Using tools at Sector67, Nyika Campbell was able to transform her drawing of a sword in a notebook into a full-size, steel sword that looks like it could do some very serious damage. Before coming to Sector67, Nyika had already made a few full-size wooden swords with steel edges, leather wrapped wooden handles, and doorknob pommels–but after taking a class on metalworking at Madison East High School, Nyika decided to take it a step further.
Nyika’s original drawing in her notebook, which served as the inspiration for her new sword, Dark Stars
Nyika started off by ordering a flat cutout of 1080 steel, which she then shaped using the mill and smoothed out with a file to form the blade. She then sand-cast a bronze cross-guard and ring pommel. In addition, she cut and shaped a wooden sheath to safely contain the sword during transport. Although Nyika already had experience with sword making and metal working when she first came to Sector67, she has also learned a lot at the space. “Chris, Tim, and other Sector people have helped me with the various stages of this project, from research to welding. I could never have done this without their help.” says Nyika.
The blade, cross-guard, and pommel in their positions, along with her sheath and gauntlets (made with friend at Madison East metal shop) in the background
Tim helped out with the sand-casting and Chris with the milling
Although the sword looks nearly finished, there is still a lot Nyika plans to add before calling it complete. Other than welding together the parts she’s already made, she plans to add a butcher knife style wooden handle and a labradorite stone to the pommel. She will then wrap the handle and sheath in leather. Finally, she will engrave a quote from Shakespeare’s 12th Night on the cross-guard. This play is where the sword gets its name, Dark Stars.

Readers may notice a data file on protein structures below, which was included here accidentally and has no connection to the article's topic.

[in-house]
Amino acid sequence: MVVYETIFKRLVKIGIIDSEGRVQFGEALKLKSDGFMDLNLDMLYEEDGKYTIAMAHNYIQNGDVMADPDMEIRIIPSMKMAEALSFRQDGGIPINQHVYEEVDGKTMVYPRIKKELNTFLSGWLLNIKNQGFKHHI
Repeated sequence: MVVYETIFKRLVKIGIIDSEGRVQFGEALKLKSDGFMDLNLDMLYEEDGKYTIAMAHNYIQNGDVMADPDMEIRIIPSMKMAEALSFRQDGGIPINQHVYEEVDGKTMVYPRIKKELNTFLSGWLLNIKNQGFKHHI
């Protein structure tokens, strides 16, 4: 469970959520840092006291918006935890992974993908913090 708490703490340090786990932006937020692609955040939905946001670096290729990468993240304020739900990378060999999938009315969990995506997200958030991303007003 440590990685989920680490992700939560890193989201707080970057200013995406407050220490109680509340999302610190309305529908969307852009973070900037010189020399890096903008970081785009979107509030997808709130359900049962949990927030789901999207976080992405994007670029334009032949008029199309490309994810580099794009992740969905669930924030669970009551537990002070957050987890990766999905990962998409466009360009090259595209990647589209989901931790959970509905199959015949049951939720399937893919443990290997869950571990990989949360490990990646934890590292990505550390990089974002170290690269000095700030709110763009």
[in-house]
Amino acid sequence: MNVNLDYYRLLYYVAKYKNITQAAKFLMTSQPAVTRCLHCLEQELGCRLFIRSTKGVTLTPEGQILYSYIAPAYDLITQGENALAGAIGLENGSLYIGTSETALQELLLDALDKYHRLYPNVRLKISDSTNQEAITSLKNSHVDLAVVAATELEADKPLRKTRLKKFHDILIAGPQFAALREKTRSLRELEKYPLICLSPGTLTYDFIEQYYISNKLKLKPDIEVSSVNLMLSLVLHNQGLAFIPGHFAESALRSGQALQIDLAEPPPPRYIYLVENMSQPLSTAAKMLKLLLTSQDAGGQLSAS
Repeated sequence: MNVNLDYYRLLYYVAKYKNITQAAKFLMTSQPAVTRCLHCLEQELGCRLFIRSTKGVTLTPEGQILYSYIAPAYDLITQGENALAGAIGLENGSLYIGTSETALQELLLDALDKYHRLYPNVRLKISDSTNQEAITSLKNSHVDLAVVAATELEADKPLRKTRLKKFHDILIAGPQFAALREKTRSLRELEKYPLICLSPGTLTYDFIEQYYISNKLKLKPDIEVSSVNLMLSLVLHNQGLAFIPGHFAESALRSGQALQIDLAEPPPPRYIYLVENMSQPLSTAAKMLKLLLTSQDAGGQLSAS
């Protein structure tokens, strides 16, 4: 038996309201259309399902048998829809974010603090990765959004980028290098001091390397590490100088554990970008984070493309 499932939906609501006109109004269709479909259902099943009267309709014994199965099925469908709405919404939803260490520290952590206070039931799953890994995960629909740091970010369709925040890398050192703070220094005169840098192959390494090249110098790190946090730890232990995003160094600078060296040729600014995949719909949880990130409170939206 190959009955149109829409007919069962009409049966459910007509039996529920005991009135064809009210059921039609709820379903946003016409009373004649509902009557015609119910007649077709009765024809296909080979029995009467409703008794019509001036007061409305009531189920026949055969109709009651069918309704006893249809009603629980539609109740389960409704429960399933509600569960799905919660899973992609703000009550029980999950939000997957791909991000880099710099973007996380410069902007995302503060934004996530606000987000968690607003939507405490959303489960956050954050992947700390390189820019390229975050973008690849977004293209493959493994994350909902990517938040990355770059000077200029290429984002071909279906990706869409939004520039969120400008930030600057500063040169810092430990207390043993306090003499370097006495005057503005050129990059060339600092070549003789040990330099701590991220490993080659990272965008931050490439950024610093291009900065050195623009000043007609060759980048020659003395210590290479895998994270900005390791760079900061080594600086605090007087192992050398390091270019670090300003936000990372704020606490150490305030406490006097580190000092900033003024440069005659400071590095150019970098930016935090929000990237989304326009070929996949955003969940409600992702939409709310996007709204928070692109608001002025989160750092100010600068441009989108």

Nyika holding the blade of Dark Stars at Sector67
[Editor’s Note] Some more information on the process (boring sword machining steps to follow):
Making swords is very difficult and takes many many many many many hours!
We started with a 1080 steel blank that was laser cut from a Solidworks drawing at Engineered Metal Products. The rationale for using 1080 is that it can later be heat treated for increased hardness to hold an edge, but in practice it’s pretty darn sharp as it is as long as it’s not being used in battle (remember, the zombie apocalypse will arrive someday!). Machining a blank seems relatively straightforward, but we needed to taper all 4 edges as well as machine a fuller (blood gutter sounds a lot cooler, but Wikipedia is helpful with the real reasoning behind the fuller, weight!). We started with the blank flat on the table and tilted the head of the mill to give it the correct angle:
Getting the blank straight on the table (hence the two yellow HSS cutters used as dowels)